What Do These Two Expats Think of Penang?

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Many expats choose to make Penang their home for a variety of reasons. Here, we give them the chance to talk about what brought them to this charming island and why they have chosen to stay.

John and Wilma Bunk are a Dutch couple who live in Batu Ferringhi, Penang with the youngest of their four children.You can catch up with them at various Penang functions or find them on the web at www.jewelartistic.com.

We came to Malaysia originally for John’s work and we lived in Melaka for two years in the early years of the millenium. When we wanted to take early retirement and set up a business here, we choose Penang.That was three years ago and we feel very much at home here.

We love Malaysia for its climate and ambience, the food and the friendly people, and the relaxed lifestyle we enjoy here. As designers, nature is our greatest inspiration, and there is nature in abundance in Penang.

Penang is a treasure house for designers; there’s so much inspiration here, it’s like a museum just to walk the streets.The heritage buildings and art of George Town, the beach, and the forests are fabulous. We love the fact that you have modern shopping centres but you can also dip into nature so easily. It’s also so friendly and pretty safe too, as long as you take the normal precautions you would take in any city, anywhere in the world.The only thing we’re not so keen on is the haze, but we hope that will change one day.

When we walk on the beach, we look out for interesting things – piece of shell, fl otsam, and jetsam – that we can make into our artworks. When we walk in the forest, we fi nd interesting forms, twigs, leaves, and berries which we use in our designs. It’s never boring to look at things in Penang.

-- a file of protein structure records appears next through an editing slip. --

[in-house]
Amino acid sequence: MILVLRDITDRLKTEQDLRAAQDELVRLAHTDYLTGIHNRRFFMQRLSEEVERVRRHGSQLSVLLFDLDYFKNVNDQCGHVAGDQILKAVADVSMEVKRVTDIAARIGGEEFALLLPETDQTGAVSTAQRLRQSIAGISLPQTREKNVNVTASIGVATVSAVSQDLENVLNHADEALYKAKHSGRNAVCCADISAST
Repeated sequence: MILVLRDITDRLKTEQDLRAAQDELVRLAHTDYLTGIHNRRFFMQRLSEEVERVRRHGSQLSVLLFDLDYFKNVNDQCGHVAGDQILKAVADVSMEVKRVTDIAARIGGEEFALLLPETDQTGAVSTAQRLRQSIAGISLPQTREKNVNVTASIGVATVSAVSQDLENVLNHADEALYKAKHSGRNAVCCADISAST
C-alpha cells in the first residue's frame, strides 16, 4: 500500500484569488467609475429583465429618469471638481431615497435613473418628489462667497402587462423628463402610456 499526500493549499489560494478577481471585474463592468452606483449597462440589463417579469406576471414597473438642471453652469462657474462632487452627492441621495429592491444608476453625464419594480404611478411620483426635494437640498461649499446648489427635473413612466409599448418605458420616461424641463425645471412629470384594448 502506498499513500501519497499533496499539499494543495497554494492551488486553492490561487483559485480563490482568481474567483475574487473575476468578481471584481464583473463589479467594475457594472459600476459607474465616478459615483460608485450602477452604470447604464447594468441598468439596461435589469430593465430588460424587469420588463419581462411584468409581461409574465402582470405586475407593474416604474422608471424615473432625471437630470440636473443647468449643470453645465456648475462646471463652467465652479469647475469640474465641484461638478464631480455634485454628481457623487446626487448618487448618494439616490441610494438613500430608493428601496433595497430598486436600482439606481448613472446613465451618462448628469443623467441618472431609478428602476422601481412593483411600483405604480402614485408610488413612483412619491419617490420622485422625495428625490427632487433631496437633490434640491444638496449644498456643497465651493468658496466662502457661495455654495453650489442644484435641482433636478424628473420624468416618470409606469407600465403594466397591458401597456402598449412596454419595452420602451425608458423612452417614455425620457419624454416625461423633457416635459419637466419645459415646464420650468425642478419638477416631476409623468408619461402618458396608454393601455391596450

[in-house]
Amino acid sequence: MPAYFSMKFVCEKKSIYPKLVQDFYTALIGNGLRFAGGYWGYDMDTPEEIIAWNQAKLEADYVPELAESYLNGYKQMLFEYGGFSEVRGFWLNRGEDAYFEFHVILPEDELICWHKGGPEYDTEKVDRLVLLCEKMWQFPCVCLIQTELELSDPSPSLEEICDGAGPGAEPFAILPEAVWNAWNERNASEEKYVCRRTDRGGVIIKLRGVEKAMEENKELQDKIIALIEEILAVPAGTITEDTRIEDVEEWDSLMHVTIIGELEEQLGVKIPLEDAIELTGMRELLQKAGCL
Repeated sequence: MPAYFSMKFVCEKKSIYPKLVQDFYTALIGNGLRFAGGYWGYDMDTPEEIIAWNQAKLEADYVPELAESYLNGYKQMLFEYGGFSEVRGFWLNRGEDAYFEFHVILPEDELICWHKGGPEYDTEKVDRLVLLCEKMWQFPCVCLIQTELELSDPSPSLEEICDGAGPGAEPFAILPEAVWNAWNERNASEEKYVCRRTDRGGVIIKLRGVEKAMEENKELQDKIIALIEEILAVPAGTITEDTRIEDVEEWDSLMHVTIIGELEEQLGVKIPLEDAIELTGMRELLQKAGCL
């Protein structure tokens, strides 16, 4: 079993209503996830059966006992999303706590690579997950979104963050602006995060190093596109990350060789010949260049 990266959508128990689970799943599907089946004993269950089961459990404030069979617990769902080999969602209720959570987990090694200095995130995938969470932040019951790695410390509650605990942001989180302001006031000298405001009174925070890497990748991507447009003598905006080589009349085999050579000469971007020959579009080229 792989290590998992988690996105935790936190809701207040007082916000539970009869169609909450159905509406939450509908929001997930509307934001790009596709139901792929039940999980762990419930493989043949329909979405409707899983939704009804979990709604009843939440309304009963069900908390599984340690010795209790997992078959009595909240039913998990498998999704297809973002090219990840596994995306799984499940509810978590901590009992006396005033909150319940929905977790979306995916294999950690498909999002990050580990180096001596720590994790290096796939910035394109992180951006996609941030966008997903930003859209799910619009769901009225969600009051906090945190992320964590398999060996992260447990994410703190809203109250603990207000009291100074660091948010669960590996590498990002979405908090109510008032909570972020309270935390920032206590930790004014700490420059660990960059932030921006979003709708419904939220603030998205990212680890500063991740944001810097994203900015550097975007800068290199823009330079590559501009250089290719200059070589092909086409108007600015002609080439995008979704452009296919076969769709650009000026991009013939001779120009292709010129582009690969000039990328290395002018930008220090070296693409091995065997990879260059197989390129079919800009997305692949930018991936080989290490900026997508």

Wilma does most of the fine design of our pendants and earrings while John creates the incredibly fi ne filigree wire which supports them. Wilma often starts with a piece of shell of mother-of-pearl onto which she glues her intricate designs. We strengthen the shell with a laminate so that you can even drop it or shower in it and do no damage to the jewellery.

We are busy with many things but spend most of our time designing jewels, (under name the Willemina) and you can buy them in the heritage center of George Town (Armenian street), in several hotels in Batu Ferringhi, and now in Bran et Daguet in Straits Quay.The jewellery is all one-of-a-kind, and all handmade. We hope they will be heirlooms of the future; we’ve certainly made them to last!

We love the hawker stalls but we also enjoy our local cafés in Batu Ferringhi, such as Bora Bora or Beach café which has good meals and nice coconuts, and a view over water sports. We go to Five27, at Straits Quay, for a taste of delicious Nordic inspired food with no MSG. We also love the Ferringhi Garden Restaurant (Batu Ferringhi) which has a chic and luxurious ambience in a gorgeous garden atmosphere.


We don’t not own property here – we like to be free and we change houses every few years. It is easier for us to rent, and now we live in an apartment in Batu Ferringhi.

Like most people, we have a mixture of expats and locals as friends. We consider ourselves to be lucky to live in Penang but we do miss our children and family back home from time to time.


Elspeth McEachern lives with her husband, St-John, on board their boat at Straits Quay Marina.You can view her work – and her new paintings about Penang – at her website www.galyfreae.com.